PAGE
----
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Ref Type abstract
Authors Chun Ho Law; Zoey Wing Yee Liu; Franky Leung Chan; Tin Yu Samuel Law; Vivian W.Y. Lui
Title Abstract LB412: BRAFp.G469E hotspot mutation promotes nasopharyngeal carcinoma tumorigenesis with potential druggability
Abstract Text Nasopharyngeal Carcinoma (NPC) is a distinct type of Epstein-Barr Virus (EBV)-associated head & neck cancer. It is most prevalent in Southeast Asia with a high incidence rate of ~15/100,000. While mutations of the MAPK pathways are found in nearly one-fifth of head & neck squamous cell carcinoma (HNSCC) in Western countries (TCGA-HNSCC Firehose cohort, N=512), and some of which are druggable in HNSCC setting (e.g. MAPK1 and HRAS mutations), we sought to determine the cumulative mutational rate of this potentially druggable pathway in 164 micro-dissected NPC cases using recently published next-generation sequencing data (98 whole-exome and 63 whole-genome-sequenced cases). An overall rate of 9.32% cases of NPC harbored MAPK pathway mutations (16 mutations in 15 tumors). Four genes are recurrently mutated: 4 NRAS (all Q61R/L hotspot mutations), 3 HRAS (G12S, Q61R, S106L), 2 BRAF (R726H, Y647*), and 2 SHC4 (Q519R, A552T) mutations. Among which, both patients bearing BRAF mutations died of NPC, suggestive of the biological importance of BRAF mutations in NPC progression. Prompted by an independent clinical report on an advanced NPC patient with somatic co-mutations of BRAFp.G469E and KRASp.G12D being sensitive to the B-raf/C-raf inhibitor sorafenib, we first examined the biological functions and potential druggability of this particular BRAFp.G469E mutation in NPC, as it represents a hotspot mutation site across 20 cancer types (BRAFp.G469E/A/R/V/* found in 137/70655 pan-cancer samples, cBioPortal). Based on the NPC clinical report, we hypothesized that this BRAFp.G469E hotspot mutation could drive NPC tumorigenesis and might be potentially sensitive to the B-raf inhibitor sorafenib. By ectopic expression of BRAFp.G469E mutation, BRAF-wildtype (wt) and EGFP-control gene into a recently developed Epstein-Barr virus-positive nasopharyngeal carcinoma [EBV(+)NPC] cell line, NPC43, we determined the biological functions of this mutation in NPC. We showed that NPC43-BRAFp.G469E-expressing cells significantly drove a 4-fold increase in 3D tumoroid growth vs. BRAF-wt and EGFP-control cells on day 7 (flat-bottom low attachment plates). Further, wound healing assay demonstrated a significantly higher migration rate of NPC43-BRAFp.G469E cells achieving ~80% wound healing (at 96h) vs. 30% and 10% healing in BRAF-wt and EGFP-control cells. Lastly, our preliminary drug study showed that NPC43-BRAFp.G469E cells displayed higher sensitivity to low dose sorafenib (33.3nM and 100nM) than BRAF-wt and EGFP-control cells, achieving ~20% and 30% growth inhibition at 72h, vs. no growth inhibition in control cells. Thus, BRAFp.G469E hotspot mutation can drive NPC tumorigenesis, and may confer sensitivity to raf inhibitors such as sorafenib in NPC. Potential druggability of other BRAF mutations in NPC should be investigated.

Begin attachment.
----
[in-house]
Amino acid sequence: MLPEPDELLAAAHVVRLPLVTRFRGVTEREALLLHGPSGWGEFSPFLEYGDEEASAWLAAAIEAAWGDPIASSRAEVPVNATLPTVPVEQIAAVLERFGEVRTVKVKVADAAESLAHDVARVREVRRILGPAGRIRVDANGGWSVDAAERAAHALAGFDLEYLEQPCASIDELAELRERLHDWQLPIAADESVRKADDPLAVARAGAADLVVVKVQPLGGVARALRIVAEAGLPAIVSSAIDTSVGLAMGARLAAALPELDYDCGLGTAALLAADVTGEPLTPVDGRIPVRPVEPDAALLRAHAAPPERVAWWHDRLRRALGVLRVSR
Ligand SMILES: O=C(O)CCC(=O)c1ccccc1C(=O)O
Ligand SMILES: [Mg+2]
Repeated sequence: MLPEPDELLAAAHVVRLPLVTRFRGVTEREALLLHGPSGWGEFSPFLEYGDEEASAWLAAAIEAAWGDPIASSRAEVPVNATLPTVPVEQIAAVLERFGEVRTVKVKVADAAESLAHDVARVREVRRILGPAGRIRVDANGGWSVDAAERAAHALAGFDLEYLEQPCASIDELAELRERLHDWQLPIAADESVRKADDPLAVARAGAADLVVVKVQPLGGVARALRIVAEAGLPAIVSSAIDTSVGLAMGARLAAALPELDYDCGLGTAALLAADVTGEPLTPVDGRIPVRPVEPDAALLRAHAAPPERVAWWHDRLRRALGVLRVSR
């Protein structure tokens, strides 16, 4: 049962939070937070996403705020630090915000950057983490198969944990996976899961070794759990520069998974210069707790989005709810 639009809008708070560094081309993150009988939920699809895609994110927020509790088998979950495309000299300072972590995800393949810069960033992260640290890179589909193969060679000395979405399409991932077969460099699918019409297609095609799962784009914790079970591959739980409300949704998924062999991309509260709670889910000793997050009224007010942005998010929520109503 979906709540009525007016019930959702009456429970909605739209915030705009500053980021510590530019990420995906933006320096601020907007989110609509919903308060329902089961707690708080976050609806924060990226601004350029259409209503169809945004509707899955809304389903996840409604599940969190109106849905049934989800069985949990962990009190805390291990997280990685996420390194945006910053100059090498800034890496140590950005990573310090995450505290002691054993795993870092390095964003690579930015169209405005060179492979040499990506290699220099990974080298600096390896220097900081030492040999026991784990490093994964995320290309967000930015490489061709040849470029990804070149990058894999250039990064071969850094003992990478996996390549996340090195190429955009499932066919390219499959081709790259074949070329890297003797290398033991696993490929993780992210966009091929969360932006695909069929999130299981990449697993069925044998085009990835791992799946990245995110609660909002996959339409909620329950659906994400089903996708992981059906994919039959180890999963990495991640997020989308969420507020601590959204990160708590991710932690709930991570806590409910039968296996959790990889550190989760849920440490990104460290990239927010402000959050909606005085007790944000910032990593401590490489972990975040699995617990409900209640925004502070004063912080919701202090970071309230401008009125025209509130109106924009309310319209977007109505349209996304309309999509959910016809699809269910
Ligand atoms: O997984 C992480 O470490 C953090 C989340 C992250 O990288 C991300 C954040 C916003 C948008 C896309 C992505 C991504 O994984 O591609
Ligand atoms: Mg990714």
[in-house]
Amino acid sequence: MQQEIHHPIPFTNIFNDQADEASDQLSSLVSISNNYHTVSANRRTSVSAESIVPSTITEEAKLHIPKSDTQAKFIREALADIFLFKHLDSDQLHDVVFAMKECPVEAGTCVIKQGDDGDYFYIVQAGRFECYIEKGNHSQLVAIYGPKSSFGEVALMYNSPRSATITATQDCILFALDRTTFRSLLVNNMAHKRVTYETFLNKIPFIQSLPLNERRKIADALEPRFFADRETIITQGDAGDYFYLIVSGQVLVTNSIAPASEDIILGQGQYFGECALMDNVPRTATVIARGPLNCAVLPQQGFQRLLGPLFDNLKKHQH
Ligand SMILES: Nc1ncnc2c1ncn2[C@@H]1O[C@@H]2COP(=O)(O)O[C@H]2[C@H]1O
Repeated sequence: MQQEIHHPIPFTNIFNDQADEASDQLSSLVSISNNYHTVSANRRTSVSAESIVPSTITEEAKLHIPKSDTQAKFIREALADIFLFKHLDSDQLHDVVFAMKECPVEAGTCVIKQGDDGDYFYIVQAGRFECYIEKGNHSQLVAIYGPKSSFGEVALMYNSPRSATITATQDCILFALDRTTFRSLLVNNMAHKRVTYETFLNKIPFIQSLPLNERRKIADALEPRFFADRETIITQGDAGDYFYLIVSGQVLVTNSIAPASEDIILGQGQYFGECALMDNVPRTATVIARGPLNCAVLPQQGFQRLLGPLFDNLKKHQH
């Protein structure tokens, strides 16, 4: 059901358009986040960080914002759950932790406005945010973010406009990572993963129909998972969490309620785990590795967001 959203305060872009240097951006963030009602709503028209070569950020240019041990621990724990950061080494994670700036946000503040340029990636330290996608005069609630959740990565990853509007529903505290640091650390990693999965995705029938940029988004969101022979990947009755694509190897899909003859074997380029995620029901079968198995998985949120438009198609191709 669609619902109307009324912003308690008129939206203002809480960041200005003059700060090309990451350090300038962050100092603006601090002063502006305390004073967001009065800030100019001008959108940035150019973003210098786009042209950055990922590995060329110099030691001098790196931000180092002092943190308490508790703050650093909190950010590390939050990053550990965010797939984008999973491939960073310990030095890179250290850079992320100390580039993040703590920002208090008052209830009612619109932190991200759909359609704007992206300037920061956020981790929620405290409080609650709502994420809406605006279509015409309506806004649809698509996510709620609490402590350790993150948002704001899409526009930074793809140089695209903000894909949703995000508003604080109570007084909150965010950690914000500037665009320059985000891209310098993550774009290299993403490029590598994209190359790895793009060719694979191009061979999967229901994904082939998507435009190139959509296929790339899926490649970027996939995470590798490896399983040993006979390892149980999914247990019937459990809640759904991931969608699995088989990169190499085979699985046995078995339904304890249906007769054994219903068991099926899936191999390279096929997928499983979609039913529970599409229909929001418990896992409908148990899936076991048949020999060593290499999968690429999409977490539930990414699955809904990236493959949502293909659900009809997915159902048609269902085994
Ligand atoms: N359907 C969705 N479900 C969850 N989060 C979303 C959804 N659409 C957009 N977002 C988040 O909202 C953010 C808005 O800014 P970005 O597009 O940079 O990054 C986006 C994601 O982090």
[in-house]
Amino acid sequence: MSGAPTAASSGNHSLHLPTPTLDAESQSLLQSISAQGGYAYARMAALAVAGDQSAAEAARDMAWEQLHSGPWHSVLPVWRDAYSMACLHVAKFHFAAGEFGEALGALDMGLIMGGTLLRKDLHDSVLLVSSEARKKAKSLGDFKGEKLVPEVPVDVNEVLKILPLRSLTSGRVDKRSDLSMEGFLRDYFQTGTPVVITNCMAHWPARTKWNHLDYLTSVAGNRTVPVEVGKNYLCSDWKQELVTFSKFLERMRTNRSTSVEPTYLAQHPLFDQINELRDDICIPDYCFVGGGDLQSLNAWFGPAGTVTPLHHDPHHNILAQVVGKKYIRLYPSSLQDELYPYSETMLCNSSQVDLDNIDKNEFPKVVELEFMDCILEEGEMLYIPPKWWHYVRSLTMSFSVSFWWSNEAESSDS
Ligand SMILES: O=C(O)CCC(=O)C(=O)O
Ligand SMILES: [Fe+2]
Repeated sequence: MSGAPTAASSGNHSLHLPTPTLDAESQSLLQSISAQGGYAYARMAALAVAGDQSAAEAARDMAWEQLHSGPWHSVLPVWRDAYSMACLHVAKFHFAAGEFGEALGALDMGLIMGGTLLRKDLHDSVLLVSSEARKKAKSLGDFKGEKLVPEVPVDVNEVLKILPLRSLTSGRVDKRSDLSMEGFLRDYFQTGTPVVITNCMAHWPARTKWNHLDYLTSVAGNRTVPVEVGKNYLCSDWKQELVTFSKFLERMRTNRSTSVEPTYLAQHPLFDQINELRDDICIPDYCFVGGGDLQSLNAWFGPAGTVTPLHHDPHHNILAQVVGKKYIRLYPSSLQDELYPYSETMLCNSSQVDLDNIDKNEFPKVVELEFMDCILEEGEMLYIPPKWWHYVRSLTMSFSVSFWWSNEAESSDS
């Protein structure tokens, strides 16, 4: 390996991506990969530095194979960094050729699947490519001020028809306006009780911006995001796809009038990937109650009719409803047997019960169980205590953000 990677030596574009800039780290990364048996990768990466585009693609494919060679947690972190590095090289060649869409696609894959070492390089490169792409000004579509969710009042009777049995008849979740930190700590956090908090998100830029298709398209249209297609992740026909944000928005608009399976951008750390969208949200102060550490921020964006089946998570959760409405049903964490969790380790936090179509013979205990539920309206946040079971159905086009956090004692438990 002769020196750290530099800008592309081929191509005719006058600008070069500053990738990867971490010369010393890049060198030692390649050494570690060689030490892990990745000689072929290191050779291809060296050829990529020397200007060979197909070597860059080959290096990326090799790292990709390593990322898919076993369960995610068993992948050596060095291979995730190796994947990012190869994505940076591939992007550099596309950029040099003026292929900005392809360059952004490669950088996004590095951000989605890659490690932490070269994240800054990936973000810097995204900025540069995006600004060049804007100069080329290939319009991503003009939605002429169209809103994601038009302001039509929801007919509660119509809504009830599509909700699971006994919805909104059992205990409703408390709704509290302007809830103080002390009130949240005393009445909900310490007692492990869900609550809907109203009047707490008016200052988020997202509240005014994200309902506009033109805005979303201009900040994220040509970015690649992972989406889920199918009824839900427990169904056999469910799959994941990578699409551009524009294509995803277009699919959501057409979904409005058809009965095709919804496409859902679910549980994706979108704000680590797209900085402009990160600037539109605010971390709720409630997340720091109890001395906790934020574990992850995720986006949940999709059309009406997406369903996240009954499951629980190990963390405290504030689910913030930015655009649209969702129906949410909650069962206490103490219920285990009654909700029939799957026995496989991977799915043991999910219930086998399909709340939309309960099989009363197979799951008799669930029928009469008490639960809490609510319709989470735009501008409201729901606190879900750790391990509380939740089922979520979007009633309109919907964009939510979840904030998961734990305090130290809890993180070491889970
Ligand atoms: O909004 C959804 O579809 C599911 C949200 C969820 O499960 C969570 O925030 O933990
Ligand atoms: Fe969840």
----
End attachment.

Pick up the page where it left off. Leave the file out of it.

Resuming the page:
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Molecular Profile Treatment Approach
Gene Name Source Synonyms Protein Domains Gene Description Gene Role
Therapy Name Drugs Efficacy Evidence Clinical Trials
Drug Name Trade Name Synonyms Drug Classes Drug Description
Gene Variant Impact Protein Effect Variant Description Associated with drug Resistance
Molecular Profile Indication/Tumor Type Response Type Therapy Name Approval Status Evidence Type Efficacy Evidence References
BRAF G469E nasopharynx carcinoma predicted - sensitive Sorafenib Preclinical - Cell culture Actionable In a preclinical study, Nexavar (sorafenib) inhibited growth of a nasopharyngeal carcinoma cell line expressing BRAF G469E in culture (Cancer Res (2024) 84 (7_Supplement): LB412). detail...